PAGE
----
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Global, Retail, Technology, UAE

Blockchain coming to your dining table

Carrefour joins IBM Food Trust to help you trace product origin

Carrefour customers in the UAE will soon be able to track the origin of the food they are buying thanks to IBM’s Food Trust Platform.

The supermarket giant yesterday announced it has joined the blockchain-based cloud network platform that enables all stakeholders access to data from across the food ecosystem.

Carrefour which runs over 12,000 across 33 countries says its collaboration with IBM Food Trust is aimed at implementing a global food traceability standard across all the links in the chain – from producers through to sales channels.

According to IBM the network allows greater traceability, transparency and efficiency into the system and has been made available to all partners after 18 months of testing.

“Being a founding member of IBM Food Trust platform is a great opportunity for Carrefour to strongly accelerate and widen the integration of blockchain technology to our products in order to provide our clients with safe and undoubted traceability,” said Laurent Vallée, Carrefour Group’s General Secretary.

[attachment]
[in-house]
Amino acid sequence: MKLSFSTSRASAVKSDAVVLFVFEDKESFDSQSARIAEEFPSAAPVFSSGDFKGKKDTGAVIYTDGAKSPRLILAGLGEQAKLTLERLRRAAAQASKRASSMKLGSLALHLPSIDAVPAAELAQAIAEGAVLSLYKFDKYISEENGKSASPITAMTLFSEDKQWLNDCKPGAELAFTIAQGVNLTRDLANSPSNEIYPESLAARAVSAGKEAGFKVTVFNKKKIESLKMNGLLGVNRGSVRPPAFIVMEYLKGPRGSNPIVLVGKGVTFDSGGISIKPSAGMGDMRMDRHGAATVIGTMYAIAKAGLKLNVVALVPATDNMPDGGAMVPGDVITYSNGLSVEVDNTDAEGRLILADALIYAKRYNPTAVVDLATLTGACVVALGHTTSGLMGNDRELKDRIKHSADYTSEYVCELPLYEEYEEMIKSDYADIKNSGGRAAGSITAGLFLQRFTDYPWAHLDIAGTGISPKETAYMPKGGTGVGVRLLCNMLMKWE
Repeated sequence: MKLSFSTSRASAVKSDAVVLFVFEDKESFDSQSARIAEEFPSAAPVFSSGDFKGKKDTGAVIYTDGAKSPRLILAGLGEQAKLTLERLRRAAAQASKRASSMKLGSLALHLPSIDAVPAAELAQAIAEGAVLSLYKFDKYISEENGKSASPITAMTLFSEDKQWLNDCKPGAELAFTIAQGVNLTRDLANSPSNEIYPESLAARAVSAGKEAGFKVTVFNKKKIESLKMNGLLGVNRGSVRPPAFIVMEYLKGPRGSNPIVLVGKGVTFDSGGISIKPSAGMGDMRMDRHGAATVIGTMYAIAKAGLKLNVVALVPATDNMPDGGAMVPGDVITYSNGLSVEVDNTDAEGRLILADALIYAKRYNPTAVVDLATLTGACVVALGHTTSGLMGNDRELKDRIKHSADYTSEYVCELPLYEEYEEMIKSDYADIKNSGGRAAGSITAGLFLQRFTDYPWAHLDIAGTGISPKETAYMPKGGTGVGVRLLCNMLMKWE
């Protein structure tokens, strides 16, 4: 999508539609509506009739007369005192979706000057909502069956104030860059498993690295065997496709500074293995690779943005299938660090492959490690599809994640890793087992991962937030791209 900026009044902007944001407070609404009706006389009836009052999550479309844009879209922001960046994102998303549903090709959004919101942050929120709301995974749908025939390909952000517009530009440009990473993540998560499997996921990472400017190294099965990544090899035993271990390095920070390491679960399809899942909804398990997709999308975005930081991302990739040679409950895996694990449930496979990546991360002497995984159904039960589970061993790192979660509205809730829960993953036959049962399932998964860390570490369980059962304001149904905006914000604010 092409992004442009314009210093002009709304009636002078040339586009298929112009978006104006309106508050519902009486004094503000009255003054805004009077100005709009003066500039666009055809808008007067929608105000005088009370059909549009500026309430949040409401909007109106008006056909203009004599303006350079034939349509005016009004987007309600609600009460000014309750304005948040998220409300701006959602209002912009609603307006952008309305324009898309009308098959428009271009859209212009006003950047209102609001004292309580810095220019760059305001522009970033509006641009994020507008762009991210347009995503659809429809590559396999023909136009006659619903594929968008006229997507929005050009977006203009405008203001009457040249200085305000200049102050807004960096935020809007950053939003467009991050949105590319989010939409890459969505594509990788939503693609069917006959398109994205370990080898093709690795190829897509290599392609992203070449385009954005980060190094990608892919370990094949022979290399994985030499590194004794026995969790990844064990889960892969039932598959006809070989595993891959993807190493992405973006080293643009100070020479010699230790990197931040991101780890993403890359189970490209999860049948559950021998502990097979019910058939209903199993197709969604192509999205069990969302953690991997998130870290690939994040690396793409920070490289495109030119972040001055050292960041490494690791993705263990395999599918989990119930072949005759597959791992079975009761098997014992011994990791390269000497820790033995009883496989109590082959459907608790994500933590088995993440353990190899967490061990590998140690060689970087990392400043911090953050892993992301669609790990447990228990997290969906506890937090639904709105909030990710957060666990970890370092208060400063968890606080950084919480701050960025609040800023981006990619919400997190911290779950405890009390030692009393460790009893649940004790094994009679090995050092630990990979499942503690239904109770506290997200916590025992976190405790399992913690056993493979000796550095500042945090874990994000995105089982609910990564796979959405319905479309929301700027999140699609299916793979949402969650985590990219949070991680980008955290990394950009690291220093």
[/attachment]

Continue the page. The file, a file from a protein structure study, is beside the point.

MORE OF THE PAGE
“This is a decisive step in the roll-out of Act for Food, our global program of concrete initiatives in favor of the food transition.”

Carrefour launched its Act of Food programme last month and said the programme aims to completely ban “controversial substances” from all Carrefour food products and aim to completely eradicate the use of chemical pesticides with its plant product lines and the use of antibiotics in livestock farming.

The blockchain-based cloud network offers participating retailers, suppliers, growers and food industry providers with data from across the food ecosystem to enable greater traceability, transparency and efficiency.

Using blockchain enables multiple parties to endorse the transactions thereby creating trust. Food can be quickly traced back to its source in as little as a few seconds instead of days or weeks.

“The currency of trust today is transparency and achieving it in the area of food safety happens when responsibility is shared,” says Bridget van Kralingen, senior vice president, IBM Global Industries, Clients, Platforms and Blockchain.

Last year Dubai municipality announced a digital platform called Food Watch which by 2020 will be able to provide customers across 20,000 participating outlets with complete nutritional information of the food they are eating.

Dubai imports about $200 billion of food annually from nearly 200 countries.

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